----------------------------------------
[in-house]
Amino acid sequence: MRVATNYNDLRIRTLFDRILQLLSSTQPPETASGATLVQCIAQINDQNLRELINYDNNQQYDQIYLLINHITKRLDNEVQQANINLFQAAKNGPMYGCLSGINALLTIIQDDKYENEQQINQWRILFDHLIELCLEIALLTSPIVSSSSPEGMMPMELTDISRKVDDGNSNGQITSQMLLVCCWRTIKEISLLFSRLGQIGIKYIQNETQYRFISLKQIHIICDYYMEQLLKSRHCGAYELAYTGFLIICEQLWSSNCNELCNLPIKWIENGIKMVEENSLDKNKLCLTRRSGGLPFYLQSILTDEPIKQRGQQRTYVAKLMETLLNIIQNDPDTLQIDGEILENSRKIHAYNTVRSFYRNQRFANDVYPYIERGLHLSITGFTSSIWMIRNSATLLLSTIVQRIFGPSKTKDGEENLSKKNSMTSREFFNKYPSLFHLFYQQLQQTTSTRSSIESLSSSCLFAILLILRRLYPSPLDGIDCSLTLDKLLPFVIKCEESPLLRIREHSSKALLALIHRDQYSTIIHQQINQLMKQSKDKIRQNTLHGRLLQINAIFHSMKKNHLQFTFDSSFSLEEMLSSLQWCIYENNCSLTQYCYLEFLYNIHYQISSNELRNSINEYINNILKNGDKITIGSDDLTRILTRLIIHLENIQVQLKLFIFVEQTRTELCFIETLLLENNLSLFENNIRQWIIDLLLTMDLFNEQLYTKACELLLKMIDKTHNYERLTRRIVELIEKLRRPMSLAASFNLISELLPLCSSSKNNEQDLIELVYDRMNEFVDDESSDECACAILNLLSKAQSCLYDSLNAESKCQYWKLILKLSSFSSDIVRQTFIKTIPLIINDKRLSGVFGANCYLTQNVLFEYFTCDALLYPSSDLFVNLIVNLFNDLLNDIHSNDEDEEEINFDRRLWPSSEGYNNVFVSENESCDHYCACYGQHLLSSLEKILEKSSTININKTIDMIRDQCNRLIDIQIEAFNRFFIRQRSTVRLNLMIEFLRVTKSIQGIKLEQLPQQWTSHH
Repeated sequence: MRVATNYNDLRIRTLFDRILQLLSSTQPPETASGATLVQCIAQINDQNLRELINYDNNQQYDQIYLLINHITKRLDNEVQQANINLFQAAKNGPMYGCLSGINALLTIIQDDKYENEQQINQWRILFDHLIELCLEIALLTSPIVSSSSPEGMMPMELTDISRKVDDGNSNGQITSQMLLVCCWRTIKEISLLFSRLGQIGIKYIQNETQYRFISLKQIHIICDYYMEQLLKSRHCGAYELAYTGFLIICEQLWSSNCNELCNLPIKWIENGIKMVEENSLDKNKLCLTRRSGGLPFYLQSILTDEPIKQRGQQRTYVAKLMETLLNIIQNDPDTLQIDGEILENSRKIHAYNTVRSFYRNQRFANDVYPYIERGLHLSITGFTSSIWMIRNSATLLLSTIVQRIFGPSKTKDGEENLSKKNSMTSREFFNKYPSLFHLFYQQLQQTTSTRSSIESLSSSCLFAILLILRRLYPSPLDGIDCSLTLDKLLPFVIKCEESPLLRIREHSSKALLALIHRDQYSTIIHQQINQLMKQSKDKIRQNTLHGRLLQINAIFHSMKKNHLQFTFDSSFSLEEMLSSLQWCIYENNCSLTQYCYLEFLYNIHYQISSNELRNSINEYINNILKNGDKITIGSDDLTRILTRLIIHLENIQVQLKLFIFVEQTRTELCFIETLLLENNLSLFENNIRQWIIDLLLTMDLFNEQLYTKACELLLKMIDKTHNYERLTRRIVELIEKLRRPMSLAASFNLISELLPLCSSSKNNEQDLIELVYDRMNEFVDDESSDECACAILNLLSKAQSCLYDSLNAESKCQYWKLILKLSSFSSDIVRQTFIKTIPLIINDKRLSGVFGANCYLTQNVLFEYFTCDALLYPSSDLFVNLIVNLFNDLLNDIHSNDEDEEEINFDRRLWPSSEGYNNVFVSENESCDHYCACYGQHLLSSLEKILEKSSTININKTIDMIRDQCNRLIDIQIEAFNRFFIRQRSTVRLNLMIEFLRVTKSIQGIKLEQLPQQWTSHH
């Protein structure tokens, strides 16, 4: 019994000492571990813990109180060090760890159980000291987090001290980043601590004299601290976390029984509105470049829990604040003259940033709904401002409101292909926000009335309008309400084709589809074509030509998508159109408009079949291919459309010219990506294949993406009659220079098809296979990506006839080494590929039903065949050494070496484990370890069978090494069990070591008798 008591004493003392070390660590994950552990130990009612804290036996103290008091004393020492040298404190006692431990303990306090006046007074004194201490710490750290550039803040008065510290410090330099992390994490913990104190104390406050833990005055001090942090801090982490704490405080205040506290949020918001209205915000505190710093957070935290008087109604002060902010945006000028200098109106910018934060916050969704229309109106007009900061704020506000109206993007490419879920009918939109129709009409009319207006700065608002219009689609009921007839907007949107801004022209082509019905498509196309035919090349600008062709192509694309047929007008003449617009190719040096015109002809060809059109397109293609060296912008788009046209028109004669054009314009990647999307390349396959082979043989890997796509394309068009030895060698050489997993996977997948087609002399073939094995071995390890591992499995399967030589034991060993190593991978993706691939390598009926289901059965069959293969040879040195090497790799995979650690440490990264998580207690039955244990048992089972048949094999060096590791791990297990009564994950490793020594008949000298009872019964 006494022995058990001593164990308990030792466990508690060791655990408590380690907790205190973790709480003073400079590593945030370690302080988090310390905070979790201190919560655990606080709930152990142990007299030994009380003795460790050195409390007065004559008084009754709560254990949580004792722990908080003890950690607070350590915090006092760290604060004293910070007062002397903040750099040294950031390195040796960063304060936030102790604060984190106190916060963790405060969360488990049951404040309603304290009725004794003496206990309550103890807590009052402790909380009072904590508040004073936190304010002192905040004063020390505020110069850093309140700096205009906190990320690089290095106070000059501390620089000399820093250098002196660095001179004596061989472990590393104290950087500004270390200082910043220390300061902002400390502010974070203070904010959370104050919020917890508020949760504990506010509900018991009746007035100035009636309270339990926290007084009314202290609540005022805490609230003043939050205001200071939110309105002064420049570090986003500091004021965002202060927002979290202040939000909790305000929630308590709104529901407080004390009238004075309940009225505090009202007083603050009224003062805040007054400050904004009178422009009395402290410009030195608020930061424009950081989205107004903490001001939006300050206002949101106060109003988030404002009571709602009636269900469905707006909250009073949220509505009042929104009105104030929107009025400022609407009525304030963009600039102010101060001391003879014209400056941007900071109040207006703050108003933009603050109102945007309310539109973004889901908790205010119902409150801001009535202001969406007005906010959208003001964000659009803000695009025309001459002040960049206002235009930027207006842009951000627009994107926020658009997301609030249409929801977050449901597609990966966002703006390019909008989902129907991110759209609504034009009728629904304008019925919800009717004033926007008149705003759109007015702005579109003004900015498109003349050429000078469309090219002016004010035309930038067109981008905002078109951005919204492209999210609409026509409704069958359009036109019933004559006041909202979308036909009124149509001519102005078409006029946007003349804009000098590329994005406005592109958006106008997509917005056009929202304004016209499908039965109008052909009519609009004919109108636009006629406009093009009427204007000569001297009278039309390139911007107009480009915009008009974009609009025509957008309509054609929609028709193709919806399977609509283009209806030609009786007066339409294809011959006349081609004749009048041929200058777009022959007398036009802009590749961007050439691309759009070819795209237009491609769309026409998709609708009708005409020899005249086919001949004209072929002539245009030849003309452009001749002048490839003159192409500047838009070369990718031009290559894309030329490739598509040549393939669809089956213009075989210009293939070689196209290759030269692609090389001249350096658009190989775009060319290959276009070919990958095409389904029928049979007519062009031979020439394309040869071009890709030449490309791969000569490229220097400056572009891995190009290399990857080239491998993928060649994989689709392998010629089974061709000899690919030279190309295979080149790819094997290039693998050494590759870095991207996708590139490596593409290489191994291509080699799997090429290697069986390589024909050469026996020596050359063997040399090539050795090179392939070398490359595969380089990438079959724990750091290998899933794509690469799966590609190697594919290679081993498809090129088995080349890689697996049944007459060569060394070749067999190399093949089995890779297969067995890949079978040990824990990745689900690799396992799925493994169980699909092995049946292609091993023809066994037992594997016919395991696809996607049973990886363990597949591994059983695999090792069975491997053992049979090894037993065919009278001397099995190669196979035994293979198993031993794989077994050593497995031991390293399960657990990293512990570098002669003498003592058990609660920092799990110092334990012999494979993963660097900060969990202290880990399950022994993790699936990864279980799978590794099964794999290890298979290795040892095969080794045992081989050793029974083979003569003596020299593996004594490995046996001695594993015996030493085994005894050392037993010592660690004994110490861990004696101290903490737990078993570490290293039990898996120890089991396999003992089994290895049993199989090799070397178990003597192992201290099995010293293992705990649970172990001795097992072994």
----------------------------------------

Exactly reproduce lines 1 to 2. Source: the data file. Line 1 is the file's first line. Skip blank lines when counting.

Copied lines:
[in-house]
Amino acid sequence: MRVATNYNDLRIRTLFDRILQLLSSTQPPETASGATLVQCIAQINDQNLRELINYDNNQQYDQIYLLINHITKRLDNEVQQANINLFQAAKNGPMYGCLSGINALLTIIQDDKYENEQQINQWRILFDHLIELCLEIALLTSPIVSSSSPEGMMPMELTDISRKVDDGNSNGQITSQMLLVCCWRTIKEISLLFSRLGQIGIKYIQNETQYRFISLKQIHIICDYYMEQLLKSRHCGAYELAYTGFLIICEQLWSSNCNELCNLPIKWIENGIKMVEENSLDKNKLCLTRRSGGLPFYLQSILTDEPIKQRGQQRTYVAKLMETLLNIIQNDPDTLQIDGEILENSRKIHAYNTVRSFYRNQRFANDVYPYIERGLHLSITGFTSSIWMIRNSATLLLSTIVQRIFGPSKTKDGEENLSKKNSMTSREFFNKYPSLFHLFYQQLQQTTSTRSSIESLSSSCLFAILLILRRLYPSPLDGIDCSLTLDKLLPFVIKCEESPLLRIREHSSKALLALIHRDQYSTIIHQQINQLMKQSKDKIRQNTLHGRLLQINAIFHSMKKNHLQFTFDSSFSLEEMLSSLQWCIYENNCSLTQYCYLEFLYNIHYQISSNELRNSINEYINNILKNGDKITIGSDDLTRILTRLIIHLENIQVQLKLFIFVEQTRTELCFIETLLLENNLSLFENNIRQWIIDLLLTMDLFNEQLYTKACELLLKMIDKTHNYERLTRRIVELIEKLRRPMSLAASFNLISELLPLCSSSKNNEQDLIELVYDRMNEFVDDESSDECACAILNLLSKAQSCLYDSLNAESKCQYWKLILKLSSFSSDIVRQTFIKTIPLIINDKRLSGVFGANCYLTQNVLFEYFTCDALLYPSSDLFVNLIVNLFNDLLNDIHSNDEDEEEINFDRRLWPSSEGYNNVFVSENESCDHYCACYGQHLLSSLEKILEKSSTININKTIDMIRDQCNRLIDIQIEAFNRFFIRQRSTVRLNLMIEFLRVTKSIQGIKLEQLPQQWTSHH